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Date:	Sun, 03 Oct 2010 17:49:51 -0700
From: (Eric W. Biederman)
To:	Thomas Gleixner <>
Cc:	LKML <>,,
	Linus Torvalds <>,
	Andrew Morton <>,,
	Peter Zijlstra <>,
	Benjamin Herrenschmidt <>,
	Paul Mundt <>,
	Russell King <>,
	David Woodhouse <>,
	Jesse Barnes <>,
	Yinghai Lu <>,
	Grant Likely <>
Subject: Re: [patch 00/47] Sparse irq rework

Thomas Gleixner <> writes:

> On Sun, 3 Oct 2010, Eric W. Biederman wrote:
>> Thomas Gleixner <> writes:
>> > Rationale:
>> > ----------
>> >
>> > The current sparse_irq allocator has several short comings due to
>> > failures in the design or the lack of it:
>> >
>> >  - Requires iteration over the number of active irqs to find a free slot
>> >    Some architectures have grown their own workarounds for this.
>> >
>> >  - Freeing of irq descriptors is not possible
>> >
>> >  - Racy between create_irq_nr and destroy_irq plugged by horrible
>> >    callbacks
>> >
>> >  - Migration of active irq descriptors is not possible
>> I believe you have distored the design when aiming for migration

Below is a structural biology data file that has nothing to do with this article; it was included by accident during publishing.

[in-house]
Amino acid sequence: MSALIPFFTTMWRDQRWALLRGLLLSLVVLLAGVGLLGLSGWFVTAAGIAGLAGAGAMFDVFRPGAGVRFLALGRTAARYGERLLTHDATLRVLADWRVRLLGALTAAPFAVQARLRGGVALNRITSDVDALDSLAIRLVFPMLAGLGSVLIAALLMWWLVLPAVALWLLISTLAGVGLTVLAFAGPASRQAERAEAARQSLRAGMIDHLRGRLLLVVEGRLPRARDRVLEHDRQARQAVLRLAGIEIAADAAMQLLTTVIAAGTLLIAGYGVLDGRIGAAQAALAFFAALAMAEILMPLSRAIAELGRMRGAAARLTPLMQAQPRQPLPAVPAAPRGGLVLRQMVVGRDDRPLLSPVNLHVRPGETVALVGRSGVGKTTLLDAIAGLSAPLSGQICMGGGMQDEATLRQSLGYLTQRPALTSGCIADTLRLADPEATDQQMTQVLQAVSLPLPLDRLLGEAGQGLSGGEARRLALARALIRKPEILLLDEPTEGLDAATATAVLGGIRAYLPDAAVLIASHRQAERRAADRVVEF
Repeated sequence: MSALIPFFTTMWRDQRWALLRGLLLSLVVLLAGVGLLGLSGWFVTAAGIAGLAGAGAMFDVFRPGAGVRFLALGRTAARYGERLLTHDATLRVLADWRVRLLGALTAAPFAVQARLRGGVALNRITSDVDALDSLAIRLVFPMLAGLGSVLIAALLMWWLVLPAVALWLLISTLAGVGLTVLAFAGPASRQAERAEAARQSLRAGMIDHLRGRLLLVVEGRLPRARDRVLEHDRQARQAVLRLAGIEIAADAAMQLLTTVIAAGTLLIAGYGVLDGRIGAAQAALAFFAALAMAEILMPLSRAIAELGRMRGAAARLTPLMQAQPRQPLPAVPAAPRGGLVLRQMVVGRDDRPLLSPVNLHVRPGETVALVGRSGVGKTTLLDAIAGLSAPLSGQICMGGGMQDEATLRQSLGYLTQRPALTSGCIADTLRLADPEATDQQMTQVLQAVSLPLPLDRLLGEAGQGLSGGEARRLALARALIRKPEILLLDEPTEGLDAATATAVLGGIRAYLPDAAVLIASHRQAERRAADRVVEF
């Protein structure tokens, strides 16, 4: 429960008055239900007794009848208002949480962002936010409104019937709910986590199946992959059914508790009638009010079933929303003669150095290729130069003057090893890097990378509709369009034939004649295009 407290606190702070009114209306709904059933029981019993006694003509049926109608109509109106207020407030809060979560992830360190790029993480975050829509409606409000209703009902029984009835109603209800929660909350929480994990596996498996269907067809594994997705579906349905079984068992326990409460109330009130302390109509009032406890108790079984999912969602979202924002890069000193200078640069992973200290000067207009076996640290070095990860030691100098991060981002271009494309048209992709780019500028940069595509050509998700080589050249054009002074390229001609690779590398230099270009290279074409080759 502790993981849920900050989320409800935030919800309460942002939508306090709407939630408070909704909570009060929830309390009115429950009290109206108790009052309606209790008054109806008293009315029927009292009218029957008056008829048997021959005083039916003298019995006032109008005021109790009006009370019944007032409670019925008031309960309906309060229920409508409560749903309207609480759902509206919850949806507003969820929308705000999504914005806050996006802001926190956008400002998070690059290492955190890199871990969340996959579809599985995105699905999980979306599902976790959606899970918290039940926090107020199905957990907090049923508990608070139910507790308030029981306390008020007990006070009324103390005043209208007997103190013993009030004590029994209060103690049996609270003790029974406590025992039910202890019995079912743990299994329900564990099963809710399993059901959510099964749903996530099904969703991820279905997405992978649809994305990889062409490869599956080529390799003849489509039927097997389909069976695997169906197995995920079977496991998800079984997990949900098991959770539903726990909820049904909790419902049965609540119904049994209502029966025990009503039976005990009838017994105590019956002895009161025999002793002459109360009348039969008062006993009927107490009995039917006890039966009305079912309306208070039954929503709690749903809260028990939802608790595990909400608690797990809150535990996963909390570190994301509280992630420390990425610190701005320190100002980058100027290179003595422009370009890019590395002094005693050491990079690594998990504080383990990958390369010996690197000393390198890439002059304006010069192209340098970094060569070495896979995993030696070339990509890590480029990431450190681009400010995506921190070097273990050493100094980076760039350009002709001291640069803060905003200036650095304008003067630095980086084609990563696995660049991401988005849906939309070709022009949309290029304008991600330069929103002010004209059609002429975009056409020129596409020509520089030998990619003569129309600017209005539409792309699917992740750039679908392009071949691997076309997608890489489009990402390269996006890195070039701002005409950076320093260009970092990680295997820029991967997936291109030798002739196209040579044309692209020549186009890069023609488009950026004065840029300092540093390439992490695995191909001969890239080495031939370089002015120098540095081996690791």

>> of active irq descriptors (which you have not even implemented yet).
>> How do you plan to remove the radix tree lookup from the irq
>> handling path?
> Not at all and it's not even even a requirement to remove the lookup
> for implementing live migration.

It sounds like it is a requirement to *keep* the lookup for supporting
live migration.  *Keeping* the lookup I see as a serious problem.  If we
do this right the only users of the radix tree will be drivers using the
functions in interrupt.h.

>> Those files provide the genirq irq chip implementation especially
>> drivers/pci/msi.c.  Of course they will do what every other irq_chip
>> implementation does to get access to data.  There is an unpleasant
>> difference between which generic irq data field htirq.c uses and msi.c
>> which may be worth cleaning up.  But otherwise I don't see any
>> fundamental problems.
> The fundamental problem I hit, was the hack which handed down irq_desc
> to avoid the lookup. If it had been msi_desc in the first place, then
> I would not even need to touch the msi code to cleanup x86.

Just because you intend to rename the irq_desc irq_data...

It isn't a hack for an irq method to look at irq_desc.  At least not
until your irq_data changes go through.  This has nothing to do with
how x86 is structured and everything to do with your irq_data
``cleanup'' which appears to be mostly about code churn, for very little
apparent benefit.

In the current state of the kernel I find it very hard to swallow that
having a genirq client using irq_desc (which is the only way to
implement somethings) is a hack.

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